The gate electrode 110 can be formed using: a metal material such as molybdenum, titanium, tantalum, tungsten, aluminum, copper, chromium, neodymium, or scandium; an alloy material which includes any of these materials as a main component; polycrystalline silicon doped with an impurity element such as phosphorus; silicide such as nickel silicide; indium tin oxide; indium oxide containing tungsten oxide; indium zinc oxide containing tungsten oxide; indium oxide containing titanium oxide; indium tin oxide containing titanium oxide; indium zinc oxide; indium tin oxide to which silicon oxide is added; or a metal oxide containing nitrogen, specifically an In—Ga—Zn—O film containing nitrogen, an In—Sn—O film containing nitrogen, an In—Ga—O film containing nitrogen, an In—Zn—O film containing nitrogen, a Sn—O film containing nitrogen, an In—O film containing nitrogen, or a metal nitride (e.g., InN or SnN) film. If the gate electrode 110 is made of a material having a work function of 5 eV or higher, preferably 5.5 eV or higher, the transistor can have a positive threshold voltage, whereby a so-called normally-off transistor can be obtained.

The passivation film 112 is preferably formed using a material that includes a Group 13 element the same group as one of the elements included in the oxide semiconductor film 105, or a Group 3 element having properties similar to those of a Group 13 element. With such a passivation film, the oxide semiconductor film 105 can be prevented from being contaminated with a different kind of element while heat resistance can be held. Aluminum oxide is one of the preferred materials of the passivation film 112, which is suitable because of its high barrier properties against hydrogen and moisture.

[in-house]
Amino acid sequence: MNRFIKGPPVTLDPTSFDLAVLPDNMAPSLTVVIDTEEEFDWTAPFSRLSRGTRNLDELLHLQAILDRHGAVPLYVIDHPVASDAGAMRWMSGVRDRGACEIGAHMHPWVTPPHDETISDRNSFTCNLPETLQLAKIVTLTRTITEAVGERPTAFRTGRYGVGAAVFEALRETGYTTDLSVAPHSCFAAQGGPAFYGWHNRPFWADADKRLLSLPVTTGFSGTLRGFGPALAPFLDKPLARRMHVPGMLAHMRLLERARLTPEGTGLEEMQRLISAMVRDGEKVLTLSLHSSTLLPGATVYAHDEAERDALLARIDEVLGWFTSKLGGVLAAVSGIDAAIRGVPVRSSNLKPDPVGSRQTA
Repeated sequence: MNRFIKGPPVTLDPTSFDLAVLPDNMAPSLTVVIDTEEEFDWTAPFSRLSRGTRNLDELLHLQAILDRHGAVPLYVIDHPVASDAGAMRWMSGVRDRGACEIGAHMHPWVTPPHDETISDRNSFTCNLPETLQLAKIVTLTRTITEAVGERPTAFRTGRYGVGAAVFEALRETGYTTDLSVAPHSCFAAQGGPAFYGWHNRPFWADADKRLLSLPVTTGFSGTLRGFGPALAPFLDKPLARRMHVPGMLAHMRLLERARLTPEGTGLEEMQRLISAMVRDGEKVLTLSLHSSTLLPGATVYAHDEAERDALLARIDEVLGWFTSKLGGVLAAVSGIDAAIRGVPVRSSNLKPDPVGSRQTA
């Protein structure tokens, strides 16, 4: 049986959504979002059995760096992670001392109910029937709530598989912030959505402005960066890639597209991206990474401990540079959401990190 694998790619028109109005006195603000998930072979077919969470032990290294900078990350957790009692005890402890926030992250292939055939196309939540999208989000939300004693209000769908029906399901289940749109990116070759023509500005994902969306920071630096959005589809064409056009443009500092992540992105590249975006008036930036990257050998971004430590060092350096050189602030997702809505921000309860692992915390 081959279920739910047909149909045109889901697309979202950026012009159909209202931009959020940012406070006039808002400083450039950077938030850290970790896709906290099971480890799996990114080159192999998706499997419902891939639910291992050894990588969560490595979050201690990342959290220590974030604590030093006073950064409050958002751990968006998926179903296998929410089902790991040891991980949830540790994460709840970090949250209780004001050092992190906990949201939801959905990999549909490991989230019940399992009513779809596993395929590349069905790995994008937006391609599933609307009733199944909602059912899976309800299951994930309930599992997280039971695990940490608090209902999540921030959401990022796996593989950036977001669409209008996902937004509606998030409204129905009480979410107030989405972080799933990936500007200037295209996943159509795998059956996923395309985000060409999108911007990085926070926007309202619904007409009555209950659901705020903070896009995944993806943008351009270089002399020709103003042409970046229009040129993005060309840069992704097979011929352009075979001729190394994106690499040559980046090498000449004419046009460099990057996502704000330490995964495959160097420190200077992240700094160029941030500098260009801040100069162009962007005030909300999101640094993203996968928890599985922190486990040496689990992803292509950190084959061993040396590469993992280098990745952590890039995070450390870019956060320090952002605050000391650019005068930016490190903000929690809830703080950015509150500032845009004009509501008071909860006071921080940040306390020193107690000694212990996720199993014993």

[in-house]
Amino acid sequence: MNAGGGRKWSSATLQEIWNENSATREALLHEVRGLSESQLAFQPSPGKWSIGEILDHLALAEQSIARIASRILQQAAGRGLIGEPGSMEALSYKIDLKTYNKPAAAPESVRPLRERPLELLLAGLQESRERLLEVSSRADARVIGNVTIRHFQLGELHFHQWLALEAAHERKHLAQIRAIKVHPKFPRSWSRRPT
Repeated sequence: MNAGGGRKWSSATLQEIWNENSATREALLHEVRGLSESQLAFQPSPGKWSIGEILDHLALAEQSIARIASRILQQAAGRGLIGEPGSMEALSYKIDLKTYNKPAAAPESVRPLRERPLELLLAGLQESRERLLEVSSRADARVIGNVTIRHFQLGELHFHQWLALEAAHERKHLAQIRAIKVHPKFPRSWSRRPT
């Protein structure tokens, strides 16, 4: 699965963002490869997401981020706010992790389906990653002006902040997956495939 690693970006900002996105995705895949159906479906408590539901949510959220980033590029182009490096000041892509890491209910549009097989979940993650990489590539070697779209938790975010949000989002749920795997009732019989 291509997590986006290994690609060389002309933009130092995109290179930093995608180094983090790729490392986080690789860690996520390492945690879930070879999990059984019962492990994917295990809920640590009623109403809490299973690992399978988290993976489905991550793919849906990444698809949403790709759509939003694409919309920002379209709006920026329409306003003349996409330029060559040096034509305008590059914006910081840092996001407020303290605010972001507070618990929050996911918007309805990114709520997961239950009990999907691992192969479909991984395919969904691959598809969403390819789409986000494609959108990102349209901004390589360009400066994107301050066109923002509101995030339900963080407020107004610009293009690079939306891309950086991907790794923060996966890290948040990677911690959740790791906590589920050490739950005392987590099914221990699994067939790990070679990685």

Heat treatment may be performed before or after the passivation film 112 is formed. The heat treatment is preferably performed in an oxygen atmosphere or a dry air atmosphere (with a water content of 20 ppm or less, preferably 1 ppm or less, and further preferably 10 ppb or less), and the heating temperature may be higher than or equal to 100° C. and lower than or equal to 700° C., preferably higher than or equal to 200° C. and lower than or equal to 400° C. This treatment is expected to allow oxygen to be supplied to the oxide semiconductor film 105 from the insulating films (the base insulating film 102, the gate insulating film 108, and the passivation film 112) in contact with the oxide semiconductor film 105, which leads to reduction in oxygen deficiency.

When the transistor is manufactured in such a manner, the crystallinity is improved particularly in the channel formation region of the oxide semiconductor film 105, so that high field-effect mobility can be obtained. That is, a crystalline region exists in close contact with the metal oxide film, so that suppressed variation in threshold voltage as well as a reduction in the density of interface states and an increase in field-effect mobility can be expected. Similarly to a silicon integrated circuit, a top-gate transistor can be manufactured by a planar process (a process in which an element and a terminal electrode of the element are formed over the same plane surface), which is advantageous in miniaturization of the transistor. Accordingly, the transistor can be used not only for a pixel matrix of a display panel, but also for a memory and logic circuit.